Fighting hunger in Mandela Bay


War on Hunger Daily soup fed to orphans at Ntyantyambo
Primary School in the Zwide district of
Nelson Mandela Bay Metropolitan
(Image: Nelson Mandela Bay)

• Jacqui Bryce
Programme Administrator
War on Hunger
+ 27 41 508 2509
• Ongama Mtimka
Nelson Mandela Bay Municipality
+27 82 818 2853

Emily van Rijswijck

There’s a war on in Nelson Mandela Bay Municipality, but it’s a war being waged with pots and pans. In August the city introduced its War on Hunger Programme, providing up to 6 000 people one decent meal a day, five days a week, while creating jobs for members of the targeted communities. The plan is to eventually feed 20 000 people in 11 wards across the city.

Organised in cooperatives, those running the feeding scheme are all volunteers who will be given skills development training by the Eastern Cape Development Corporation.

The plan is for the programme to develop from “poverty relief to poverty alleviation”, says Lumka Tetani, poverty alleviation coordinator in the municipality’s special programmes directorate.

“The most basic need is the provision of food, with the provision of at least one nutritious meal per day. But the greater need is that of the human dignity and the restoration of these communities,” she says.

Accessing other programmes

The War on Hunger has its roots in the many walk-abouts mayor Zanoxolo Wayile has taken through his municipality, where, seeing first-hand the extent of poverty in the region, he realised the government had to step in. The programme was suggested as an immediate intervention necessary for short-term relief, with the eventual aim being to help individuals become independent and self-sufficient.

“As soon as the individual enters the programme and becomes a beneficiary or member of the centre, one or a combination of interventions or exit strategies needs to be developed in order to take the person out of the feeding scheme system,” says Lumka.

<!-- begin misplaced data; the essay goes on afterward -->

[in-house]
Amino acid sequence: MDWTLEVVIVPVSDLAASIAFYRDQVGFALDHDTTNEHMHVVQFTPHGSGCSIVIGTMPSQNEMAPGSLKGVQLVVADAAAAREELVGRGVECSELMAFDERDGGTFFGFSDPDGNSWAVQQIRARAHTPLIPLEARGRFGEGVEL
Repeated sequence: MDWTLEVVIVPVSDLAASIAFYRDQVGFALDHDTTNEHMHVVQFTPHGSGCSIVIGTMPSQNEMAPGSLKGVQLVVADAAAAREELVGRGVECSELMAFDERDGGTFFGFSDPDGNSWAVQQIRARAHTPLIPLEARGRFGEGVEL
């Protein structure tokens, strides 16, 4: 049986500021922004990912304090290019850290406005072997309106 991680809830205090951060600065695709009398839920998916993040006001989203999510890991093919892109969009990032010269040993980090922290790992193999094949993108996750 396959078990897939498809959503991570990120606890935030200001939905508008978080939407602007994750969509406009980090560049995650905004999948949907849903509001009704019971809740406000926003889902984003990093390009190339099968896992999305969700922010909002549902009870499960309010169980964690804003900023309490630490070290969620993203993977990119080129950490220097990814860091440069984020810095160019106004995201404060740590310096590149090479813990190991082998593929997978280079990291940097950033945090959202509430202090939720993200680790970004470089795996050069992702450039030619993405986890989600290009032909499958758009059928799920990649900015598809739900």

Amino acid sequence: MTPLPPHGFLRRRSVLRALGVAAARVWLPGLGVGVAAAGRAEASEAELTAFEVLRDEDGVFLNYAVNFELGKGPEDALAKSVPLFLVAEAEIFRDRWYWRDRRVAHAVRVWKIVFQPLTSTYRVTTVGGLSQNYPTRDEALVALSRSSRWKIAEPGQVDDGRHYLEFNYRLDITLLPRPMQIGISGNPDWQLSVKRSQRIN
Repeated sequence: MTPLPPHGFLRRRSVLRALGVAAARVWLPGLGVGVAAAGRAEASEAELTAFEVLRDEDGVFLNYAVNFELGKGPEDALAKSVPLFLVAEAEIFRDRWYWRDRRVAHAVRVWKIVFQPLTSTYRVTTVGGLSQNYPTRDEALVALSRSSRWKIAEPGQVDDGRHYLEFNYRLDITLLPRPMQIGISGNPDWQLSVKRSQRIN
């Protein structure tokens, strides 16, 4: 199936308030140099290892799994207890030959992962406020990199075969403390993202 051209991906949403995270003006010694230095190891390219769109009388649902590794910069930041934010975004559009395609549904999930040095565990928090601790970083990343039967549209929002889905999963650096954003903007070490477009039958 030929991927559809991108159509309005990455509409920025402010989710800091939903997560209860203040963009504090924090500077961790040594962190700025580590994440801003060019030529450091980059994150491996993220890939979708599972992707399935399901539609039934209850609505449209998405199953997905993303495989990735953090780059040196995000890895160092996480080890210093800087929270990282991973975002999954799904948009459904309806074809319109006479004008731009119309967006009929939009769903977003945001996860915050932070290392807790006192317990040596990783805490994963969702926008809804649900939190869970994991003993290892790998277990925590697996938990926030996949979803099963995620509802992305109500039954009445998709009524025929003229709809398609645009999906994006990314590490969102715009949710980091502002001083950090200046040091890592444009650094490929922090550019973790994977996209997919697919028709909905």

These strategies include skills and entrepreneurial development, other social assistance, community food gardens and the creation of cooperatives. Setting up community food gardens is a long-term plan to make the feeding programme more self-sufficient, and will gradually shift towards commercial viability. The Department of Agriculture has agreed to help with the infrastructure and technical expertise needed to get the gardens going.

The programme has the added benefit of providing a platform to collect data on the most vulnerable groups in these communities, so they can be helped to access welfare grants and other social programmes offered by the government.

The feeding scheme is run from five community centres located in the city’s poorest areas: Kuyga informal settlement, Booysens Park, George Botha Indoor Sport Centre at KwaNxolo, Daku Hall in Motherwell and the community hall in NU29, Motherwell.

Food for the War on Hunger is supplied at cost price by Finro Cash & Carry, which has food delivered to the centres every day by suppliers in the community – thus ensuring a good part of the R10-million allocated for the programme is ploughed back into the local economy.

Background to the problem

The NMBM faces enormous challenges: according to municipality’s 2006 to 2011 Integrated Development Plan, half the population is poor with 112 239 of the total of 289 000 households suffering from extreme hunger on a daily basis, with nothing to eat.

The region has a 35% unemployment rate, but the real figure is probably much higher as official statistics come from before the global economic meltdown, which in 2008 and 2009 sparked massive retrenchments.

Most of the beneficiaries of the War on Hunger are the aged, disabled or children, who survive only on social grants. The government’s old-age and disabled grant is R1 140 per month while a child support grant is R270 per child per month.

Waging war nationally

The War on Hunger is aligned to the South African government’s National War on Poverty programme, launched in 2008. The national scheme hopes to reach 1 128 of the most deprived municipal wards in the country by 2014.

The Anti-Poverty Strategy focuses on empowering households and communities to take themselves out of poverty with the help of various government initiatives. It puts a strong emphasis on breaking the cycle of poverty by focusing on the development of children to build South Africa’s human capital and ultimately reduce intergenerational poverty.

The Early Childhood Development (ECD) Programme lies at the heart of this goal. The Department of Social Development’s has registered over 16 000 ECD sites and reached more than 700 000 children, many of whom also receive one proper meal per day through these centres.